# Is it safe to leave my password-protected PGP secret key available publicly? [closed]

My PGP secret keys are always password protected, which means you need to decrypt it using a symmetric key to get access to my private key.

I am interested in making my password protected PGP secret key publicly available but I am not entirely sure if I am missing something. Storing my secret key on my computer seems only to be making things harder (security through obfuscation) but not actually doing any good.

considering that i can password protect my private key with a 256 bit AES http://en.wikipedia.org/wiki/Key_size#Symmetric_algorithm_key_lengths

and that there is theoretical limit for the energy needed to crack a 2^n password using brute force http://en.wikipedia.org/wiki/Brute_force_attack#Theoretical_limits

What am I missing?

• I do not know much about security, but that sounds like you are placing "crack me please" tag on your encrypted private key and show it to everyone. – tia Sep 21 '10 at 4:42

It decreasing your cryptographic strength a lot as brute force attacks to decrypt it could succeed in a shorter time. Typically passwords have not so many bits than the key itself. Unless your password is more than 20 chars I would strongly advise not to do so. Short passwords can be cracked rather quickly.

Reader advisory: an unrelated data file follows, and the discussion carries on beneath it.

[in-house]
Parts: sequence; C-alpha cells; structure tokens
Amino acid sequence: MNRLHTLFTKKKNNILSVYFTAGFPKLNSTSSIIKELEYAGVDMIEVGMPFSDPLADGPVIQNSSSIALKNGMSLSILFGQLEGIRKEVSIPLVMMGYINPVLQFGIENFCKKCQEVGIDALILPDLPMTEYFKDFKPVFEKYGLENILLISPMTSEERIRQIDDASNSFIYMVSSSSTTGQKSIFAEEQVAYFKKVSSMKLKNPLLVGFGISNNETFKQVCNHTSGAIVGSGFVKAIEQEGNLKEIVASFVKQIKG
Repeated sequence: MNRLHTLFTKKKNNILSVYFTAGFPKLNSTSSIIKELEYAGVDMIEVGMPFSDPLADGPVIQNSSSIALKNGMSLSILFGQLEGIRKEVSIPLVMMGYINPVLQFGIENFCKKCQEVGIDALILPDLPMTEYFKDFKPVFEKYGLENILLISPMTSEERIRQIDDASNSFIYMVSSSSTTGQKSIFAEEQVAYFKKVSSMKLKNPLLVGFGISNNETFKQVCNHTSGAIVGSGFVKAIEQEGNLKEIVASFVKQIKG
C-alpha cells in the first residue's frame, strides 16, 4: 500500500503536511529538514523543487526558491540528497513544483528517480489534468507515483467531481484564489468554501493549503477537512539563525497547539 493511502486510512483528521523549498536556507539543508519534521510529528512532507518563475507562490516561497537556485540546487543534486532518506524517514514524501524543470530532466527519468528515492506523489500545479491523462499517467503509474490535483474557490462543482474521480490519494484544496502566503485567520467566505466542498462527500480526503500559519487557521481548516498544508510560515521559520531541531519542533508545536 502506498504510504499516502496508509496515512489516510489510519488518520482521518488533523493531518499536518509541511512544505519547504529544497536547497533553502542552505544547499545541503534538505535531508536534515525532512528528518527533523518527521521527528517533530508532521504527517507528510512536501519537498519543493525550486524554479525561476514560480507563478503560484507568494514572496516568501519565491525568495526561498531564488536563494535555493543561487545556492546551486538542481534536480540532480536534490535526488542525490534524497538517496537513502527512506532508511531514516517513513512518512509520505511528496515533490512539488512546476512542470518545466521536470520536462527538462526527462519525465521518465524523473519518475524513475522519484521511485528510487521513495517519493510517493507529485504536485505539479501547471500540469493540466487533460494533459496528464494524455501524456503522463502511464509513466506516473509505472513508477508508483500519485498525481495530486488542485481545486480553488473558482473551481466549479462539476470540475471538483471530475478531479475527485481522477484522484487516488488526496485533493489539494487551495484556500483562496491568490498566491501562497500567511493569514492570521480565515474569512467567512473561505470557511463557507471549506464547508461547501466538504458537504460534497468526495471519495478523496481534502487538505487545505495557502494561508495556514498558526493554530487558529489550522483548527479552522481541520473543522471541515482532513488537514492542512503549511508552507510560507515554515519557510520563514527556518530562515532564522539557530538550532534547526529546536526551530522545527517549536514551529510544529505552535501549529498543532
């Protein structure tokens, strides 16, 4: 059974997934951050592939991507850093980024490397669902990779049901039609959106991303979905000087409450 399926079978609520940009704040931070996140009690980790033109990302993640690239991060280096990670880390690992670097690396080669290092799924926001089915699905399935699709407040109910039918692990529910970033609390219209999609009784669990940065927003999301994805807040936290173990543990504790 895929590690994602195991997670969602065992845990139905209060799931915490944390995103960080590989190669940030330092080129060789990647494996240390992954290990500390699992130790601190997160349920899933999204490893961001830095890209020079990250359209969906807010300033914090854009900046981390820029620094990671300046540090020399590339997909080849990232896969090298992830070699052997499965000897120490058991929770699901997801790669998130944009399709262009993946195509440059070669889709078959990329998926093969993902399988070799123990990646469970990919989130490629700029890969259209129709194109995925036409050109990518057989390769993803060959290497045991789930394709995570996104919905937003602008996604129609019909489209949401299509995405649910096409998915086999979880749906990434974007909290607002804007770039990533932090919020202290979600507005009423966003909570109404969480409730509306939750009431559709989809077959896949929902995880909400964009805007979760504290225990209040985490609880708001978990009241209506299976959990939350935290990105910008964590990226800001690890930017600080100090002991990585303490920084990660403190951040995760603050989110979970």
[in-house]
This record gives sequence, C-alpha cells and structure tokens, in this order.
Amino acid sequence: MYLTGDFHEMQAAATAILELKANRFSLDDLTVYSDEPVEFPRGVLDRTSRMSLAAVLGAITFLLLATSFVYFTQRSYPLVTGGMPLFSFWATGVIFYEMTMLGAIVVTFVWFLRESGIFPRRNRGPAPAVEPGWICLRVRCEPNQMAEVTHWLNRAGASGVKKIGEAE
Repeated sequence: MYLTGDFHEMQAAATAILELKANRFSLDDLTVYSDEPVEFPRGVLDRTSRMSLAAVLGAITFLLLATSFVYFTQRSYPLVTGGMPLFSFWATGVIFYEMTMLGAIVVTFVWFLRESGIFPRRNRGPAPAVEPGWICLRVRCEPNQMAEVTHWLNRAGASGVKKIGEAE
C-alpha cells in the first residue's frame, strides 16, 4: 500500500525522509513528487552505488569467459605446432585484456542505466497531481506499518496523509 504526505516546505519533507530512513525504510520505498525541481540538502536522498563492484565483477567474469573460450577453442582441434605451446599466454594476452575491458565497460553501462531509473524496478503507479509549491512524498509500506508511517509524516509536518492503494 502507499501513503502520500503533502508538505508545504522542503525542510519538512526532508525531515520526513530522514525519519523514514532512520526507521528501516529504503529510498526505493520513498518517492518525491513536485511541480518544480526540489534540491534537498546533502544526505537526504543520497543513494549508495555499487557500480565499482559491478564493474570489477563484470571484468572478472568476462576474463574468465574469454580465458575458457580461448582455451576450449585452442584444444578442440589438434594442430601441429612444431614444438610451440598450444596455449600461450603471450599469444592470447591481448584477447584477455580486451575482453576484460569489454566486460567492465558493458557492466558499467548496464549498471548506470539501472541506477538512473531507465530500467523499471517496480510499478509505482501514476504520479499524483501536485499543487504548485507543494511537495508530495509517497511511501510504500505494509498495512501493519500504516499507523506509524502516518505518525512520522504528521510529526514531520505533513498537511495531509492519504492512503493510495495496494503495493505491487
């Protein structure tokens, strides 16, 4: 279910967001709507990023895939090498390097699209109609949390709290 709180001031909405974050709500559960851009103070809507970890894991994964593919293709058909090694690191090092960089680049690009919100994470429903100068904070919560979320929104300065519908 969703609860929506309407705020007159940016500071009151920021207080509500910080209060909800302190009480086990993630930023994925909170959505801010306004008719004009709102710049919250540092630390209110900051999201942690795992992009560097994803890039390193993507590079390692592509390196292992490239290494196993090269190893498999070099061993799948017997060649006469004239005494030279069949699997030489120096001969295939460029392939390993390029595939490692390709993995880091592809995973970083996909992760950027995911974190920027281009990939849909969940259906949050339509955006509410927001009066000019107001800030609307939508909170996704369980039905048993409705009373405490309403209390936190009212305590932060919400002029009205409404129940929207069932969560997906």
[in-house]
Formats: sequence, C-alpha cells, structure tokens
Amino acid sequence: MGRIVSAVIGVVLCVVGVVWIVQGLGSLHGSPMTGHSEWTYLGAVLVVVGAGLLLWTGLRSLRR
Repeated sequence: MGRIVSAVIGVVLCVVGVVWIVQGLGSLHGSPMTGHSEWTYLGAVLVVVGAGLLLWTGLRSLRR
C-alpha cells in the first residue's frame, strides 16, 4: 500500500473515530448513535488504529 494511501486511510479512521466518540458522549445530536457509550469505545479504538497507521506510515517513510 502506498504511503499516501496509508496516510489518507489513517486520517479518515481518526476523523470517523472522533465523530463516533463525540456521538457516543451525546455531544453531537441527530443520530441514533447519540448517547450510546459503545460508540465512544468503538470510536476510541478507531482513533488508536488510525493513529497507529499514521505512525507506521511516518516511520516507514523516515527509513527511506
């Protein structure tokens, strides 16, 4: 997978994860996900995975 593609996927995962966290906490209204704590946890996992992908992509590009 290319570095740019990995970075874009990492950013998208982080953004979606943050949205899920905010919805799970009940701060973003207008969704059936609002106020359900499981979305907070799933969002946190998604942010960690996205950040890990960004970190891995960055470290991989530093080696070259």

• en.wikipedia.org/wiki/Brute_force_attack "There is a physical argument that a 128-bit symmetric key is computationally secure against brute force attack." – Sam Goto Sep 21 '10 at 5:01
• It doesn't matter - the password would be the attack vector, and not the key itself. And passwords usually contain much less than 128 meaningful bits. – Eugene Mayevski 'Callback Sep 21 '10 at 7:00

I was going to show you all the math to tell you why you shouldn't make your encrypted private key public, but that was too long to read and too complicated. Here is a simple answer.

You use asymmetric algorithms so that you don't have to rely only on your password! Your password is weak. The asymmetric algorithm is much stronger. If you expose your private key, even if it is encrypted with a password, then you are preventing it from being able to properly serve its purpose.

If you expose your private key, it is good to know that the length of the key itself will not matter as much as the length and randomness of the password you are using to protect it.

Why would you like to expose your private key to the public (even if it is password protected?)